The dirty little secret about surfing the Atlantic Ocean along lowcountry beaches is there is not an overabundance of opportunities to catch that gigantic wave. Just the nature of the beast in flat shallow waters that one is more prone to surf on the longer gentler breaking waves such as you are likely to find out on the beaches of Tybee Island or the myriad creeks and waterways all the way to up to Charleston and beyond as this Shem Creek paddleboarder photo indicates. Paddleboards are nothing more than massive surfboards that you stand up on and paddle that are approximately twice the size of regular surfboards. This stable platform allows the oar wielding surfer to travel further in an upright position as well as see further in identifying incoming waves. Retooled back in the 1920’s by legendary surfer, Tom Blake, it is hard to improve on the basic design that dates back to ancient Hawaiian and Polynesian cultures who understood how best to maneuver around their island homes.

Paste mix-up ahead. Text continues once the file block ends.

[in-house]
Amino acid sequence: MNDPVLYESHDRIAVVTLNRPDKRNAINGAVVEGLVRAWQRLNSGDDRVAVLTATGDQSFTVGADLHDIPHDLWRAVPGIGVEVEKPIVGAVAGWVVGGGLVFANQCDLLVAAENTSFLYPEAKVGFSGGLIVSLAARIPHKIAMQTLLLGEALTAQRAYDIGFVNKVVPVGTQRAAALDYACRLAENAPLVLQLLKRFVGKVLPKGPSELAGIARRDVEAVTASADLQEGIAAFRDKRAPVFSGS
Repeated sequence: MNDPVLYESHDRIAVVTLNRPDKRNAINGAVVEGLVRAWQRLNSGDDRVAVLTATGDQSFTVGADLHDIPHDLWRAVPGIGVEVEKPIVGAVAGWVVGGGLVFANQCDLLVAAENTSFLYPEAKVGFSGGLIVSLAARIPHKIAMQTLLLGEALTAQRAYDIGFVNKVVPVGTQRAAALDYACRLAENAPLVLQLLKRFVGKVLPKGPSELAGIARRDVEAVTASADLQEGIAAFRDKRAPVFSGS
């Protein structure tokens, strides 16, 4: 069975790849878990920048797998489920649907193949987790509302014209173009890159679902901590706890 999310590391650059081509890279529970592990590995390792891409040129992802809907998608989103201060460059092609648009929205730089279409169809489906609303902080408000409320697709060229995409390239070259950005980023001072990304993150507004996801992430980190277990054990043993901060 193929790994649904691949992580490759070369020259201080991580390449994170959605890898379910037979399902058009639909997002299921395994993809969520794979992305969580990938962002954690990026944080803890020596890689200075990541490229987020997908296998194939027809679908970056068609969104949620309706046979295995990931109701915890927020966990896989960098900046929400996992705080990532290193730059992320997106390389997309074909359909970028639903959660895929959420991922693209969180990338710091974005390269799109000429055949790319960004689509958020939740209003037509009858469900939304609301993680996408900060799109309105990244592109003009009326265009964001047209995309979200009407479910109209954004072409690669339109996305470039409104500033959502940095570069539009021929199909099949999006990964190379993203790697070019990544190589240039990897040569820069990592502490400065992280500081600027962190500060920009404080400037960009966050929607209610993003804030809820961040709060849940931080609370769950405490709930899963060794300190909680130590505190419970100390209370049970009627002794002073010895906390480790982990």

If supply and demand has anything to do with it, paddleboarding will be the next hot new thing on creeks, rivers and seashores this summer in spite of the entry level price tag of $1200 - $1400 including paddle. The benefits of this new board design are immediately recognizable when you consider that you are likely to maneuver farther faster with a paddleboard versus the traditional kneeling and scooping action required to use normal surfboards and consequentially you are prone to do three times more wave riding from further out. And talk about an effective cardiovascular exercise regimen in every way. Many paddleboard enthusiasts are already singing the praises of the killer workout for the core, or midsection, of the body, which is essential for surfing. Many report improved surfboard skills as a result of this workout with the historic re-introduction of this Pacific Rim World Watercraft.